Focus on Fitness: Plant-based ‘meat’ is trendy, but is it healthy?

By Gloria Schwartz

Some environmentalists claim it’ll save the planet. Some vegans believe it’ll help end animal cruelty. Some people think it’s healthier than meat. I’m referring to a recent addition to the Canadian food industry, a product marketed as “plant-based meat.” Is this meat alternative really a healthy source of protein, or just an over-hyped Frankenburger?

Television and radio advertisements for A&W and Tim Hortons recently caught my attention. I was intrigued by A&W’s “Beyond Meat Burger,” as well as both chains’ plant-based ‘sausage’ patties.

Red meat consumption is associated with increased risk of some cancers and other chronic diseases. Eating less red meat in favour of alternative proteins is recommended in the 2019 edition of “Canada’s Food Guide.”

Plant-based ‘meat’ is being touted as a healthy food; but whether you purchase it as ready-to-eat burgers or in breakfast sandwiches at fast food restaurants, or raw at grocery stores, it’s a highly-processed product. The term “plant-based meat” is marketing genius aimed to convince consumers these engineered food products are made from whole vegetables and as tasty as meat. The Beyond Meat brand’s plant-based meat contains pea protein isolate. Peas are dehydrated and grinded into a powder. The fibre and some nutrients are removed during the extraction process. Beyond Meat also contains canola oil and refined coconut oil, which adds saturated fat. There are 18 other ingredients such as beet juice extract (to provide a blood-like appearance when you cook the raw plant-based ‘meat’), maltodextrin (sugar powder made from potato starch, corn, wheat or rice, which rates high on the glycemic index) and various preservatives and flavour enhancers such as salt. It doesn’t take a dietician to conclude that this product – like many vegan products – is not really healthy. The ‘sausage’ patty contains most of the same ingredients and is fortified with some vitamins and minerals.

Canadian grocery stores have started selling plant-based ‘beef’ for consumers who want a meat alternative that looks and feels more like beef than veggie burgers. Plant-based ‘meat’, certified kosher by the Orthodox Union, may soon be available in Canada from a company called Impossible Foods.

Are A&W’s plant-based ‘meats’ a healthy choice or just a different choice? Weight- and health-conscious people don’t typically eat at fast food chains. If you do eat there, a combo with fries and a sugar-laden soft drink will provide a fattening 1200 calories.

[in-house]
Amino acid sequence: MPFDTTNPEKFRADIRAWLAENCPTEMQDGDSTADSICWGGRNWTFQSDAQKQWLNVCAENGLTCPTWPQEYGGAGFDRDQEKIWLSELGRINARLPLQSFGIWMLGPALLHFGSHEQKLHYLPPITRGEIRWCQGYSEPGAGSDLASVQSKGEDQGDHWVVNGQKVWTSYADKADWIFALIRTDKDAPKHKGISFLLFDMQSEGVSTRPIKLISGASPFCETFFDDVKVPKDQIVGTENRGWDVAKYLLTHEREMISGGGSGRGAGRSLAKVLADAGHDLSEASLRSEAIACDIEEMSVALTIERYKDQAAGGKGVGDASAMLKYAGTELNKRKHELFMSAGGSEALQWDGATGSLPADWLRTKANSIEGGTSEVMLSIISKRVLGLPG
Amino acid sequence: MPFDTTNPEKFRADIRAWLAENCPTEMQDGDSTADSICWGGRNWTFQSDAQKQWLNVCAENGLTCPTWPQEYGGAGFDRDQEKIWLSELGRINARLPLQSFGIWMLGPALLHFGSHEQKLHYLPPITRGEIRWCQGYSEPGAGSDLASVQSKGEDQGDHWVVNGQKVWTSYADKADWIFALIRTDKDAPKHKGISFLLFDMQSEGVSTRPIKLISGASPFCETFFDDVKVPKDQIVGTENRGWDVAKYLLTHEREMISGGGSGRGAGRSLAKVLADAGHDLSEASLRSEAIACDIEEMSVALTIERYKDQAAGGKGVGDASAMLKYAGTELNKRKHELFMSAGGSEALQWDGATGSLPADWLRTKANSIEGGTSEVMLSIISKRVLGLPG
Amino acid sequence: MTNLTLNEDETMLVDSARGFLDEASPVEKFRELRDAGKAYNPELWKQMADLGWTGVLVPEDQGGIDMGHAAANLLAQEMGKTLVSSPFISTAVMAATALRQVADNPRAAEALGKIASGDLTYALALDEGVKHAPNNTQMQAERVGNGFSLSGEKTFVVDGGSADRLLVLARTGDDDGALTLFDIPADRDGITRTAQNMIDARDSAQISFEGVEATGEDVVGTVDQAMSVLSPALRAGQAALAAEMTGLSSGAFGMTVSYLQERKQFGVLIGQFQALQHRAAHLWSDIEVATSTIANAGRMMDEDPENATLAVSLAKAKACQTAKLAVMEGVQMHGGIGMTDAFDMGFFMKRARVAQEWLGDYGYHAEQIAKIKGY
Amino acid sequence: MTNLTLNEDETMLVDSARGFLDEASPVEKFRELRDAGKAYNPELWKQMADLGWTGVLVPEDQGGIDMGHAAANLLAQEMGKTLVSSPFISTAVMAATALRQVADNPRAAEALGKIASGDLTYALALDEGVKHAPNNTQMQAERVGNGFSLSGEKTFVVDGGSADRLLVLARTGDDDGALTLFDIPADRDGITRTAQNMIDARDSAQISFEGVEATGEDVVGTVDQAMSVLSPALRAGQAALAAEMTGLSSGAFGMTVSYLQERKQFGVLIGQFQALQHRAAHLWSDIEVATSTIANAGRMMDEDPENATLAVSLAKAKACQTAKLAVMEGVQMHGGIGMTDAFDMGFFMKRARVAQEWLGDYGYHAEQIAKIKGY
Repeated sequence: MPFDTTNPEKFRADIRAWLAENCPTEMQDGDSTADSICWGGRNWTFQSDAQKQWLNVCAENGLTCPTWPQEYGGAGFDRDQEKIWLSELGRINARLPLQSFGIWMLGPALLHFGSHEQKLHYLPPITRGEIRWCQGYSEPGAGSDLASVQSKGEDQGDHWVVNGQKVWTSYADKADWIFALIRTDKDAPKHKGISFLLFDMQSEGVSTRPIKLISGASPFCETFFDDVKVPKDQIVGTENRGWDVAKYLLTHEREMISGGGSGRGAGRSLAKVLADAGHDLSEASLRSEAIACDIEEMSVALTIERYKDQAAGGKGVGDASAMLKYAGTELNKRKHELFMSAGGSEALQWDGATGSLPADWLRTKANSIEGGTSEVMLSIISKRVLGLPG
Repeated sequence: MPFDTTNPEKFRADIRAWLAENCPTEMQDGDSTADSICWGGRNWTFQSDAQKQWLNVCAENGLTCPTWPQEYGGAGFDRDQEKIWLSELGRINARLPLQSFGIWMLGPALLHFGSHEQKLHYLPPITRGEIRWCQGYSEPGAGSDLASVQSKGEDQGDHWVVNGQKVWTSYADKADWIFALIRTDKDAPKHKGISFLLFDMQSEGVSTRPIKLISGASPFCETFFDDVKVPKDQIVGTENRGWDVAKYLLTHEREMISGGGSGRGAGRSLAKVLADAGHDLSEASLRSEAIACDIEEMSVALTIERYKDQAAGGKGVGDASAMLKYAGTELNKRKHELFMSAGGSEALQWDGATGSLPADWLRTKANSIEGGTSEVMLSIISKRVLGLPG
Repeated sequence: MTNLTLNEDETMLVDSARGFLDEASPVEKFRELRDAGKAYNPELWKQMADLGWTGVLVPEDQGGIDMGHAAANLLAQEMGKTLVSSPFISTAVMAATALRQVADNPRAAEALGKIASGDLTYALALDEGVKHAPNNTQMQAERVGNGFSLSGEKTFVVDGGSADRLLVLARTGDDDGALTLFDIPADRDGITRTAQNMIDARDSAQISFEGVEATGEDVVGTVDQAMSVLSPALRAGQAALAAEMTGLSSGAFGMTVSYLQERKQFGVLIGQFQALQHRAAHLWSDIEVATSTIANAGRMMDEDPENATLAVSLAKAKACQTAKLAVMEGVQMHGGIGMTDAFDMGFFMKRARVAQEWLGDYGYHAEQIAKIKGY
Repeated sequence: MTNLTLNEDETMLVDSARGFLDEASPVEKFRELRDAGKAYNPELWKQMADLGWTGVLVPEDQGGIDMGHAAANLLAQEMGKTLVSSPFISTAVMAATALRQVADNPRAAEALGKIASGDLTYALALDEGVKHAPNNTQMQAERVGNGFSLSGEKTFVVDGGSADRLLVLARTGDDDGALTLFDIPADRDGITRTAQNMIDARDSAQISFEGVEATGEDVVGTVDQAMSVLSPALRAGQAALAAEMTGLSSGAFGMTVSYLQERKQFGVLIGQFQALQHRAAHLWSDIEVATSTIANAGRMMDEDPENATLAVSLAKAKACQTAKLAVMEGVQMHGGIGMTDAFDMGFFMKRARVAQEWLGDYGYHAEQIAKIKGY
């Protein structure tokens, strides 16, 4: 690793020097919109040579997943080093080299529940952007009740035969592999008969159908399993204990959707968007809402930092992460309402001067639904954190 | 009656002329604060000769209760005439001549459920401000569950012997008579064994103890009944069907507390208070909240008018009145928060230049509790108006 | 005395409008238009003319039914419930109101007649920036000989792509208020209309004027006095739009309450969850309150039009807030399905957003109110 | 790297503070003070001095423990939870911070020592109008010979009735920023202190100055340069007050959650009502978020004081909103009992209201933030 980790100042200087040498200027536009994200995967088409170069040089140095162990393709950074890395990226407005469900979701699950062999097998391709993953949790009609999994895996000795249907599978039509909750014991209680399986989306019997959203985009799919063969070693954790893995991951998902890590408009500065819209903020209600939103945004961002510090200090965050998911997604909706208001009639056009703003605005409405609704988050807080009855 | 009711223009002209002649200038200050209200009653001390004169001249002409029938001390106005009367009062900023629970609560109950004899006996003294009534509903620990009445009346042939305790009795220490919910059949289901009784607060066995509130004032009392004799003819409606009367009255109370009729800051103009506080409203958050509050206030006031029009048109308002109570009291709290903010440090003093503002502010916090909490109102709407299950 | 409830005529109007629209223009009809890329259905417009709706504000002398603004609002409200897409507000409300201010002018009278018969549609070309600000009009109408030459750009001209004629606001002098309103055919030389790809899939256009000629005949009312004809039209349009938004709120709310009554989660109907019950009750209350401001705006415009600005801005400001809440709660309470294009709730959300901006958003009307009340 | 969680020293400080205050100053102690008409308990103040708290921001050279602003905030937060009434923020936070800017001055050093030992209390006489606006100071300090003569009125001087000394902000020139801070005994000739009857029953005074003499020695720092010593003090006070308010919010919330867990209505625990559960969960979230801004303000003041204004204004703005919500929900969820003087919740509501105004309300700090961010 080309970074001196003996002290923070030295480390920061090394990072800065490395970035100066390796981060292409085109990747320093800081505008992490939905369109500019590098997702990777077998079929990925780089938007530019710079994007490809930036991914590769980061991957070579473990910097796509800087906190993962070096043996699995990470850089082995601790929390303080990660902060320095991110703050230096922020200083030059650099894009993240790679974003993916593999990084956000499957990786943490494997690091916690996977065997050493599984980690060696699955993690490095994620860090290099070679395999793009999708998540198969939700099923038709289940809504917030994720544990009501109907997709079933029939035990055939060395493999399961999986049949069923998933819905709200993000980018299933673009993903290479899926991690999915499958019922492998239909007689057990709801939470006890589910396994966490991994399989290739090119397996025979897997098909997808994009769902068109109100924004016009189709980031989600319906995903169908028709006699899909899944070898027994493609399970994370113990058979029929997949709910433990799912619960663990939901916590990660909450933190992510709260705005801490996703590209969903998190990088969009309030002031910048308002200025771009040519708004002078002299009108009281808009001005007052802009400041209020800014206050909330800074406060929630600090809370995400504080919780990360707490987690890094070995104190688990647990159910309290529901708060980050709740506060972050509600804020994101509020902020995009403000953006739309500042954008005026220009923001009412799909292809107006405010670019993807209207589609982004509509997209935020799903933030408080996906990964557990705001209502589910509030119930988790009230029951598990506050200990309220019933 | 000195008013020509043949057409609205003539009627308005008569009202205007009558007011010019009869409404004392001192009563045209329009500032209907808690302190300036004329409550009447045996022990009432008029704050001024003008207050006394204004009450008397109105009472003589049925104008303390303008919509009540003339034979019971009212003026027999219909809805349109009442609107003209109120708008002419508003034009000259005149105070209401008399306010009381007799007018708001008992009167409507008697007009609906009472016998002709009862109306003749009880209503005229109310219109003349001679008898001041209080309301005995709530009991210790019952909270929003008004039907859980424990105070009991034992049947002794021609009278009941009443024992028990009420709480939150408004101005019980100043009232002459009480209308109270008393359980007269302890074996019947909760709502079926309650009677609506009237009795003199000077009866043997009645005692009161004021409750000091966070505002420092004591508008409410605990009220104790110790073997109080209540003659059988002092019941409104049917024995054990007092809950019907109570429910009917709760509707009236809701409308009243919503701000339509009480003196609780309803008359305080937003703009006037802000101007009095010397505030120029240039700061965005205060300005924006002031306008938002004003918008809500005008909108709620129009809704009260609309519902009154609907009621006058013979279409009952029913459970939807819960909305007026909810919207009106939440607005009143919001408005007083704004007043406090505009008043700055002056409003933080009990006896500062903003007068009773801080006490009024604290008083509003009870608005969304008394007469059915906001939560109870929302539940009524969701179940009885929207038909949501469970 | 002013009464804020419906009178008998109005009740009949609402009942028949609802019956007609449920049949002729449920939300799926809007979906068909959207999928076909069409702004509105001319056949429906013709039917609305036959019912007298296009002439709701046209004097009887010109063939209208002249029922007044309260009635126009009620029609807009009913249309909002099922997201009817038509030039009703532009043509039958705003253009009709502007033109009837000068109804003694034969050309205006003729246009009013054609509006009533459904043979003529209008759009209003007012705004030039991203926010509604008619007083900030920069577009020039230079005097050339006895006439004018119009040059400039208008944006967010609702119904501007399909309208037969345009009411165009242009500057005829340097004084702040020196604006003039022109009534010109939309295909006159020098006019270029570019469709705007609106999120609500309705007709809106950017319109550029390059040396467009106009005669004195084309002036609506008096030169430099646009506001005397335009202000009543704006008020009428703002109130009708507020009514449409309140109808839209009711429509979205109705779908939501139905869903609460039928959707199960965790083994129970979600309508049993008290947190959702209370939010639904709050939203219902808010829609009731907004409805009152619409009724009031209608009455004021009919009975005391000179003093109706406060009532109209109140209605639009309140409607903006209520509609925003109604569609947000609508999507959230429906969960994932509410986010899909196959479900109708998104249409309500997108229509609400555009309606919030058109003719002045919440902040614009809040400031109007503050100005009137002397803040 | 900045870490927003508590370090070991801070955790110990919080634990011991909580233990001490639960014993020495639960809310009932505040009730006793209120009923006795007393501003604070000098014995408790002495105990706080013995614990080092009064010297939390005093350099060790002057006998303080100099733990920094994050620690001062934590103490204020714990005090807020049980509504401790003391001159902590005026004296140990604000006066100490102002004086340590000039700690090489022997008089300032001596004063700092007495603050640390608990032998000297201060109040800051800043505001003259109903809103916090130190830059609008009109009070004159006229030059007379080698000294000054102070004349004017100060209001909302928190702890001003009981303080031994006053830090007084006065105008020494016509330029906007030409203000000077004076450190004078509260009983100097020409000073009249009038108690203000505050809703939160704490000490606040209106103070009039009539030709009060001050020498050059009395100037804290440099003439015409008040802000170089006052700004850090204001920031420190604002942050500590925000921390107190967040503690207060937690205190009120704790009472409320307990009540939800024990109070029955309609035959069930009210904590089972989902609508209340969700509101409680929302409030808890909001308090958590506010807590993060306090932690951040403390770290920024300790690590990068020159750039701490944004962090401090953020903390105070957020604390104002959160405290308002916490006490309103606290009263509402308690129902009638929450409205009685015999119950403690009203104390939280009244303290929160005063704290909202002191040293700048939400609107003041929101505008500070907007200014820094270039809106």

A&W’s 3-ounce Beyond Meat plant-based burger (with bun, toppings and seasoning) provides 20 grams of protein, 500 calories, 1,110 mg of sodium, and five grams of saturated fat. A&W’s 3-ounce beef Mama Burger has the same protein, 100 fewer calories, 260 fewer mg of sodium and two more grams of saturated fat. Neither is a wise choice if you have hypertension or are trying to lose weight. The store-bought patties have 290 calories and 450 mg of sodium. A store-bought unseasoned beef patty has fewer calories and 90 per cent less sodium. If you want a non-meat protein, choose whole foods such as lentils (115 calories and 12 grams of protein per cup) and beans (335 calories and 20 grams of protein per half-cup), both low in sodium and high in fibre.

You’ll have to fork over an extra couple of bucks at A&W for the plant-based burger ($6.99) versus the equivalent-sized beef Mama Burger ($4.89). Beyond Meat is also more expensive than ground beef at grocery stores.

Since I stopped eating at fast-food restaurants over a decade ago, I recruited my husband as a taste-tester. He was eager to indulge. On a scale of 1 to 10, he rated the plant-based patty at 5. He didn’t care for the texture or taste. He said it was mushy. However, when he ate it hidden in the bun and toppings, he rated it 7. My 21-year-old son reluctantly took a bite of the patty and rated it 3. It didn’t look like quality ground beef to me. Then again, neither does fast-food hamburger meat. When I told my 18-year-old son about the taste test, he volunteered to try Tim Hortons’ plant-based ‘sausage’ with egg and cheese on an English muffin. He rated it 7.

I like to be informed. When I eat cake, I know it’s a treat. If you’re striving to maintain a balanced diet with occasional treats for pleasure, you might consider plant-based ‘meat’ a source of protein that’s more of a convenience food than a health food.